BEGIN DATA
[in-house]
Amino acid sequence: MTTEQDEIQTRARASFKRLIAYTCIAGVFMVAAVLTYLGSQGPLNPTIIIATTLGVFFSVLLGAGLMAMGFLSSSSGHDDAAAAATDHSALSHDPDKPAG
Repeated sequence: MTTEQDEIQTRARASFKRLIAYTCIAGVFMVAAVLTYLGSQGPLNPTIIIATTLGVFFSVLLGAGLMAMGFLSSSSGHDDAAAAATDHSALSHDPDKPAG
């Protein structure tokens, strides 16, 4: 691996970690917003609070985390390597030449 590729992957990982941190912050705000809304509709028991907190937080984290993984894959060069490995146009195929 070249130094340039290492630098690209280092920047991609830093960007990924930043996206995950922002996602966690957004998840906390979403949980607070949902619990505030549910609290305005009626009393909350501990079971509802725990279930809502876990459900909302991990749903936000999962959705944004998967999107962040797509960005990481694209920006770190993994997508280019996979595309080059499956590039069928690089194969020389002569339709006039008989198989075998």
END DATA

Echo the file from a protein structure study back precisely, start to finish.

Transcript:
[in-house]
Amino acid sequence: MTTEQDEIQTRARASFKRLIAYTCIAGVFMVAAVLTYLGSQGPLNPTIIIATTLGVFFSVLLGAGLMAMGFLSSSSGHDDAAAAATDHSALSHDPDKPAG
Repeated sequence: MTTEQDEIQTRARASFKRLIAYTCIAGVFMVAAVLTYLGSQGPLNPTIIIATTLGVFFSVLLGAGLMAMGFLSSSSGHDDAAAAATDHSALSHDPDKPAG
């Protein structure tokens, strides 16, 4: 691996970690917003609070985390390597030449 590729992957990982941190912050705000809304509709028991907190937080984290993984894959060069490995146009195929 070249130094340039290492630098690209280092920047991609830093960007990924930043996206995950922002996602966690957004998840906390979403949980607070949902619990505030549910609290305005009626009393909350501990079971509802725990279930809502876990459900909302991990749903936000999962959705944004998967999107962040797509960005990481694209920006770190993994997508280019996979595309080059499956590039069928690089194969020389002569339709006039008989198989075998």